$140×36 = 5040 (Total Cost)
      -$800×2 = 3440 (Minus 2 $800 Phones)
      -$688×2 = 2064 (Minus 2 $688 Flights)
      /36 = $57.33 Per month.

      1. Fair points, but here’s my reasoning.
        Of course you’ll likely get the best phone you can, the LG example was just to show that 840 ($140×6) plus the cancellation fee at that point (288) is 1128, take from that the outright cost of the phone (virgin calls it 384, but lets be generous and use 300) and the cost of the flight you’ve taken (688) and you’ve paid $140 for 6 months of unlimited Calls text and 6gb of 4g data. So $23.30 a month. At that point, even if you used a phone you’ve bought outright, it’s better value than an a $40/m offering (though that’s assuming you have $300 value in the LG, for comparisons sake lets say you sold that for $200 “second hand” as soon as you left the shop, the monthly cost would be exactly $40, or what you would have paid for HALF the data, no unlimited calls, no taxation benefits and no 4G)
        The sneaky cancel aside, we move to the tax point. Topping up with boos is done without receipts primarily, using their dealer menu. I’m sure there’d be a way to claim that $40 a month on tax, but it’s not as “nice” as just having a tax years summary in your online account.
        The big point to mention here is that you’ll only be claiming a percentage of $40 a month based on your phone use. In virgins case, you claim that same portion of $140, or 3.5 times as much. Obviously paying more is rarely beneficial on the whole, but now consider if you’d have made a perfect comparison by buying that $688 flight. Could you claim that back on tax? Nope, unless you were going to Fiji/Vanuatu/NZ for business. With the exception of NZ I’d say that’s unlikely! So now this is a pleasure flight that you can legitimately claim on tax (as its “free” with your phone plan, which you use 50% for business)
        So I guess what I’m saying is that while you can claim a part of phone use back, it’s a much larger part that in effect comes off a pleasure flight 😀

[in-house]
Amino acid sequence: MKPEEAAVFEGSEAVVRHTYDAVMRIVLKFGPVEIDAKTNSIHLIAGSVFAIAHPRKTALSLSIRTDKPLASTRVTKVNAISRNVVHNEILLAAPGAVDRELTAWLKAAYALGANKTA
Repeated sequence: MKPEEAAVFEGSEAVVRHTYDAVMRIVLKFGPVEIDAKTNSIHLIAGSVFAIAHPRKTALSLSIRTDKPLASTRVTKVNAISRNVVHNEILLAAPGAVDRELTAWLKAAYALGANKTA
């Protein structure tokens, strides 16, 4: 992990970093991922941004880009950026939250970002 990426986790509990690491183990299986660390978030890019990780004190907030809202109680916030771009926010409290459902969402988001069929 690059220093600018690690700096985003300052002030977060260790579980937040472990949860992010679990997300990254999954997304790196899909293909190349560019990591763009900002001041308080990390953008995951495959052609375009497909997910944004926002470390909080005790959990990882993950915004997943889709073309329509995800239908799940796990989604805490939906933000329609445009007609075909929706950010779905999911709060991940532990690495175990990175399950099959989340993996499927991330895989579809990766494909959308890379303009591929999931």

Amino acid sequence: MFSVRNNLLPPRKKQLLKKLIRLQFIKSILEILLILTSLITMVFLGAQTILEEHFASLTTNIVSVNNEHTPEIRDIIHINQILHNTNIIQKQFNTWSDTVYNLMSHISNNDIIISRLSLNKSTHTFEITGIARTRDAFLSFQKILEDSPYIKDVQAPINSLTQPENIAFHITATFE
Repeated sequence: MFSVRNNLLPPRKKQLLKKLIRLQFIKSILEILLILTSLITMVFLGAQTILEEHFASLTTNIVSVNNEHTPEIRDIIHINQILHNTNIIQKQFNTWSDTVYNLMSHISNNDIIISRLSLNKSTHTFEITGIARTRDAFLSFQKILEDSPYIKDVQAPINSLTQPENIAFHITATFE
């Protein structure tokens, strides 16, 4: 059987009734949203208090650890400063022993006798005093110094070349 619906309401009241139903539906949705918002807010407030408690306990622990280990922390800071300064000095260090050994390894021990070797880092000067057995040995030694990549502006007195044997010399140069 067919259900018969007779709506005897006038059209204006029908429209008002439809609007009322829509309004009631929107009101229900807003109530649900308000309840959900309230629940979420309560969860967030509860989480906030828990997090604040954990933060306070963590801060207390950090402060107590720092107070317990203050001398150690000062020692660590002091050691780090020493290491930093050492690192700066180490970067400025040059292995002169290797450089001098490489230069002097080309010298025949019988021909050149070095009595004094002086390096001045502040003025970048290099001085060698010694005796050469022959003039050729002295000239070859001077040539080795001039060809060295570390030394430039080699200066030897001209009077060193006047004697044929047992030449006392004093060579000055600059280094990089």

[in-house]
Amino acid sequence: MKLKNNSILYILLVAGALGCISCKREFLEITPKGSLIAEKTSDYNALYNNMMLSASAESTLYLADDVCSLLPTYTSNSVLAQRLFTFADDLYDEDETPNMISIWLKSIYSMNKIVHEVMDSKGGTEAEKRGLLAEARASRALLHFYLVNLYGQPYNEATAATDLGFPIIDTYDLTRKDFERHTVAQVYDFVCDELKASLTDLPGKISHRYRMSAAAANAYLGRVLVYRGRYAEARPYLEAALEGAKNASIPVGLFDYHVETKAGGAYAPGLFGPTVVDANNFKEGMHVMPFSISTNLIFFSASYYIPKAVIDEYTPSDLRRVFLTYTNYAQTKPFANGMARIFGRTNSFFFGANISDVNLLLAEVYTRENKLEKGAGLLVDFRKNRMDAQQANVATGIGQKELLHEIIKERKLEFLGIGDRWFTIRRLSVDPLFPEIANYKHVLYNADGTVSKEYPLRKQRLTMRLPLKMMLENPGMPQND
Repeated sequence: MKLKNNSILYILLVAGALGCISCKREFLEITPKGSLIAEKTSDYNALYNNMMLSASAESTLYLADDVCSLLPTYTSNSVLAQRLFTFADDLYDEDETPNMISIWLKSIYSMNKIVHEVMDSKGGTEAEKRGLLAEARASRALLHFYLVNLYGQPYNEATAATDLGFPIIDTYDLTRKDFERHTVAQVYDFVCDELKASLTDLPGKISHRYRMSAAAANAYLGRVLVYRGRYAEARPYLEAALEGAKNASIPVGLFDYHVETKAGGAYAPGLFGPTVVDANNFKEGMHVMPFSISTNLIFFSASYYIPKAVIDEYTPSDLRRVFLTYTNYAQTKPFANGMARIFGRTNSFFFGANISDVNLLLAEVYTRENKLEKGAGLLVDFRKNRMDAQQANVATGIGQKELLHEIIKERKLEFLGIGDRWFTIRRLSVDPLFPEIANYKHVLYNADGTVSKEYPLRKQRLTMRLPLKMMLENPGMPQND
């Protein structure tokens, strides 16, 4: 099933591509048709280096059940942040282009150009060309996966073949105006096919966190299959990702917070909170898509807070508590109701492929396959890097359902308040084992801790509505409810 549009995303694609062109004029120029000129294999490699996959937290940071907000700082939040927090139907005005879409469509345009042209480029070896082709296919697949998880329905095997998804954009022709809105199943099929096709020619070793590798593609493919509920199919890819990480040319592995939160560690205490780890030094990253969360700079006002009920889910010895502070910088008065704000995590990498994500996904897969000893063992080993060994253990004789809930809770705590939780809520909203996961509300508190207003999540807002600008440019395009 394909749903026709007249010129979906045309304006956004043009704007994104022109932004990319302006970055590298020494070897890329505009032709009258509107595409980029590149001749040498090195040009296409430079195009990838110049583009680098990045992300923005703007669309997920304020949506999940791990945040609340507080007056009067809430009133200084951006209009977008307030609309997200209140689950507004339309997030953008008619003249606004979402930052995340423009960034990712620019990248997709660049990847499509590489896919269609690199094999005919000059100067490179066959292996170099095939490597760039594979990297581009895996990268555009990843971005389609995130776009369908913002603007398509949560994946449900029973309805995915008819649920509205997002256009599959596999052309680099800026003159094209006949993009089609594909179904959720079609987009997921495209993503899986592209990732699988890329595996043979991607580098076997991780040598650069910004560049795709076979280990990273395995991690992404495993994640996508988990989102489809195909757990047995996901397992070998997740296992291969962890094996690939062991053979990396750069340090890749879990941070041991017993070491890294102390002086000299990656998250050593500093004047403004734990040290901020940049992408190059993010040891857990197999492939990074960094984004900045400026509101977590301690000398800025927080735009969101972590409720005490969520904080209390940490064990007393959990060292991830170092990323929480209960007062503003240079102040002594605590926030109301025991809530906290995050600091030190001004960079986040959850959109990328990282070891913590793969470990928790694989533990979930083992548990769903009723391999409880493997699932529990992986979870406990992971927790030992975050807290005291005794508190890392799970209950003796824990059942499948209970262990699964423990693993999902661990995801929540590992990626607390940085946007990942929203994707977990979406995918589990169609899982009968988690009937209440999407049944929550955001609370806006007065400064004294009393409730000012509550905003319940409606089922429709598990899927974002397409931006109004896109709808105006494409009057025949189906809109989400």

Where warranty is concerned I just meant that a large number of people buy their outright smartphones from kogan, mobicity or a number of other grey importers. As the goods are grey imports AND not contracted for 24 months (surely where that reasonable expectation comes into play) they offer 12 month warranties. Even if you want to argue the ACCC with them (which I certainly don’t) it’s an extra hassle! The manufacturers the,selves certainly won’t honour the warranty on a Bulgarian Galaxy S4 in Australia (unless they’re chasing a little goodwill)
        Finally on the cost front, you’re right, my calculations ARE idealistic, but the costs TEND TOWARDS that $16/m the longer your stay on it. S initially you worked it out to be $78/m for your phone service if you only sign initially and upgrade once. In your reply you worked it out to be $58 or so if you did it one more time. It follows then that if you upgraded twice (3phones/flights) it’d work out to be $47, then again $40. So if you do this for 5 years you will have matched the cheap plans in total price. BUT you’ll have Been able to claim all that tax free travel (or reduced at least). 5 years seems a long time I know, but I know I’LL use my phone for the next 5 years, and with everything else considered, still the best option for me 🙂
        Many others no, obviously some will be content with the same phone for 3 years, with not taking a yearly holiday, and without the added complexity of tax deductions (but you’d be crazy not to if you use it at all for business!)

  2. I thought a key component of this deal was that flight is from any capital city. The cost of a flight to Fiji from Perth would be more expensive than from Sydney, this makes this deal more appealing to those from the west coast. With the saver fares Perth to Nadi starting at 1100 rising to 1400 return.
    $140×36 = 5040 (Total Cost)
    -$800×2 = 3440 (Minus 2 $800 Phones)
    -$1100×2 = 1240 (Minus 2 $1100 Flights)
    /36= $34.44 p/m

    1. What you may be missing is that you still need to pay taxes on the flight.
      While you might be getting more ‘benefit’ for your Perth to Nadi trip, keep in mind that you are also paying more for the trip.
      On the $1082 trip currently advertised for Perth -> Nadi with Virgin, taxes are advertised as $280 (out of your pocket).
      So, to correct your figures:
      $140×36 + $280×2 = 5600 (Total Cost)
      -$800×2 = 4000 (Minus 2 $800 Phones)
      -$802×2 = 2396 (Minus 2 $802 Flights)
      /36= $66.55 p/m